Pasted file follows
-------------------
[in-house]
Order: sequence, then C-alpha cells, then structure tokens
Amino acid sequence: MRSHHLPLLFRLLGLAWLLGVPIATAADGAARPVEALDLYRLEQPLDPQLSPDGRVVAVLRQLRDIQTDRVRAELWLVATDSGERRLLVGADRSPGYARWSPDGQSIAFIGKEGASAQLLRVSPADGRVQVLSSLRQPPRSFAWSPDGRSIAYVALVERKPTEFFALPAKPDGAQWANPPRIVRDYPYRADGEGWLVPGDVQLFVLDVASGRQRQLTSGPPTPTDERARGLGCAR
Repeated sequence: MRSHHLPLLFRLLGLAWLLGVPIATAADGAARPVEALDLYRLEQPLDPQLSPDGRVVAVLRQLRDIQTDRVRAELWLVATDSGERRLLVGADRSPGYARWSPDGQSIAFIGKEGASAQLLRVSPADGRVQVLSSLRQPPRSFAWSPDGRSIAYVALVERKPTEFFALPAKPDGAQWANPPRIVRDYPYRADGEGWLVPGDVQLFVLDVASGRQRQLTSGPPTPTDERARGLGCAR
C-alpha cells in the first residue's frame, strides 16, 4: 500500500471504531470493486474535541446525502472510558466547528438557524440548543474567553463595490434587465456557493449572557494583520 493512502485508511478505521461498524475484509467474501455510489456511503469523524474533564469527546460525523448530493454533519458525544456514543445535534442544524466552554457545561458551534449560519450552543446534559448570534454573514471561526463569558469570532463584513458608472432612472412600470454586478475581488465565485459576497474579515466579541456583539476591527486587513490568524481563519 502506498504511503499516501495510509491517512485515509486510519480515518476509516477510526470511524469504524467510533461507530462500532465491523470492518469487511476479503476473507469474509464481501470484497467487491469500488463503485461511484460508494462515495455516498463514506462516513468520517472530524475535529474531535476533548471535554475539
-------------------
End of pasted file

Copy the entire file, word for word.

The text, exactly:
[in-house]
Order: sequence, then C-alpha cells, then structure tokens
Amino acid sequence: MRSHHLPLLFRLLGLAWLLGVPIATAADGAARPVEALDLYRLEQPLDPQLSPDGRVVAVLRQLRDIQTDRVRAELWLVATDSGERRLLVGADRSPGYARWSPDGQSIAFIGKEGASAQLLRVSPADGRVQVLSSLRQPPRSFAWSPDGRSIAYVALVERKPTEFFALPAKPDGAQWANPPRIVRDYPYRADGEGWLVPGDVQLFVLDVASGRQRQLTSGPPTPTDERARGLGCAR
Repeated sequence: MRSHHLPLLFRLLGLAWLLGVPIATAADGAARPVEALDLYRLEQPLDPQLSPDGRVVAVLRQLRDIQTDRVRAELWLVATDSGERRLLVGADRSPGYARWSPDGQSIAFIGKEGASAQLLRVSPADGRVQVLSSLRQPPRSFAWSPDGRSIAYVALVERKPTEFFALPAKPDGAQWANPPRIVRDYPYRADGEGWLVPGDVQLFVLDVASGRQRQLTSGPPTPTDERARGLGCAR
C-alpha cells in the first residue's frame, strides 16, 4: 500500500471504531470493486474535541446525502472510558466547528438557524440548543474567553463595490434587465456557493449572557494583520 493512502485508511478505521461498524475484509467474501455510489456511503469523524474533564469527546460525523448530493454533519458525544456514543445535534442544524466552554457545561458551534449560519450552543446534559448570534454573514471561526463569558469570532463584513458608472432612472412600470454586478475581488465565485459576497474579515466579541456583539476591527486587513490568524481563519 502506498504511503499516501495510509491517512485515509486510519480515518476509516477510526470511524469504524467510533461507530462500532465491523470492518469487511476479503476473507469474509464481501470484497467487491469500488463503485461511484460508494462515495455516498463514506462516513468520517472530524475535529474531535476533548471535554475539